Our primary research goal is to understand visual perception in terms of underlying neural mechanisms, with an emphasis on development and plasticity of visual perception. As a means of exploring the link between neural function and visual perception, we focus particularly on visual motion and color perception.
- Development of Visual Perception.
This line of study involves conducting visual psychophysical experiments in both infants and adults, in order to understand how the developing perceptual system changes with time and experience, and how underlying neural mechanisms can account for the changes. In particular, we focus on the development of motion and color processing, which we investigate using behavioral techniques specially designed for infants (e.g., “Forced-Choice Preferential Looking” and “Directional Eye Movement Assessment”). These projects are supported by a 5-year NIH grant awarded to K. Dobkins.
Dobkins KR, Anderson CM & Lia B (1999). Infant temporal contrast sensitivity functions (tCSFs) mature earlier for luminance than for chromatic stimuli: Evidence for precocious magnocellular development? Vision Research, 39(19), 3223-3239.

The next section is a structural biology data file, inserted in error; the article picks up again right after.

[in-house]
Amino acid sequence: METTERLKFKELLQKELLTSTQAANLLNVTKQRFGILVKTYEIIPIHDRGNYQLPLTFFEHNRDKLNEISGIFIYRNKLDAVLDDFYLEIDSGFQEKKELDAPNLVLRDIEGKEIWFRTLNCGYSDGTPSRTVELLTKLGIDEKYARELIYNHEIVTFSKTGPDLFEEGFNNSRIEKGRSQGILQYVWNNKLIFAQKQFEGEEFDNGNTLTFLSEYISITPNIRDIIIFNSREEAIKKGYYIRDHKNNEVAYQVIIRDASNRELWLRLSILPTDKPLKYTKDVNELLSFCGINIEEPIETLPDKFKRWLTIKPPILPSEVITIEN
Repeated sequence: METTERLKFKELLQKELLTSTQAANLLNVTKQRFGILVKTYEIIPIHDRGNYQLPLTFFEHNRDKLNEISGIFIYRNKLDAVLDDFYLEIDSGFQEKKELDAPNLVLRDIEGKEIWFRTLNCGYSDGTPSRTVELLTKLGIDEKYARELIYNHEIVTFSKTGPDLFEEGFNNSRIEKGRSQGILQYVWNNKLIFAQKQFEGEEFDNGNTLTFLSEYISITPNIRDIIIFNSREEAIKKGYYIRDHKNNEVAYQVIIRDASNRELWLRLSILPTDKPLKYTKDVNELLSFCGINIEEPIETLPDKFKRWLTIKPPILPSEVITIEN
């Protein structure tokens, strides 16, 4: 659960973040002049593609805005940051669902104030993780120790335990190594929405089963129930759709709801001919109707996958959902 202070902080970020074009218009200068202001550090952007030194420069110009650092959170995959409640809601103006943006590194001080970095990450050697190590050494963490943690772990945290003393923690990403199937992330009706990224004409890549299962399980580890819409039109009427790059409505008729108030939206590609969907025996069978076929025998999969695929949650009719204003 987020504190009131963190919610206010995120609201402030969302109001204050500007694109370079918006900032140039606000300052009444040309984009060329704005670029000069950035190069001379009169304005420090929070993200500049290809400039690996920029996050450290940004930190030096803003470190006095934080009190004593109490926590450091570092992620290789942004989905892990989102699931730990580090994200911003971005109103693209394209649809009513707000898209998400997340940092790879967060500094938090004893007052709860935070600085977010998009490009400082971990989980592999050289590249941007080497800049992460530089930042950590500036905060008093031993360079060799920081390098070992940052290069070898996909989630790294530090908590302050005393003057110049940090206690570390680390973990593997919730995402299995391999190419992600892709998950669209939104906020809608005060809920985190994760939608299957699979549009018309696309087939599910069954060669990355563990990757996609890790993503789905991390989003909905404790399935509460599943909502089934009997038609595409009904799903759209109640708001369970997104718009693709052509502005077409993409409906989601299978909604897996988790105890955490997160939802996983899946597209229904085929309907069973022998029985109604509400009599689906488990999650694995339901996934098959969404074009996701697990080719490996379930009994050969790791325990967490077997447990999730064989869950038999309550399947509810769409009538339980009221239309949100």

Dobkins KR & Anderson CM (2002). Color-based motion processing is stronger in infants than in adults. Psychological Science, 13, 75 – 79.
Bosworth RG & Dobkins KR (1999). Left hemisphere dominance for motion processing in deaf signers. Psychological Science, 10 (3): 256-262.
Finney, E., Fine, I & Dobkins, KR (2001). Visual stimuli activate auditory cortex in the deaf. Nature Neuroscience, 4(12), 1171 - 1173.
Bosworth RG Wright CE, Bartlett MS, Corina DP, & Dobkins KR (2002). Characterization of the visual properties of spatial frequency and speed in ASL signs. TISLR Proceedings, Signum Press (in press).
Thiele A, Dobkins KR & Albright TD (2001). Neural correlates of chromatic motion processing. Neuron, 32, 1-20.
Dobkins, KR (2000). Moving Colors in the Lime Light. Neuron, 25, 15-18.
Thiele A, Rezec A and Dobkins KR (2002). Chromatic input to motion processing in the absence of attention. Vision Research, 42, 11, 1395- 1401.
Gunther KL & Dobkins KR (2002). Individual differences in chromatic (red/green) contrast sensitivity are constrained by the relative number of L- and M- cones in the eye. Vision Research, 42, 11, 1367-1378.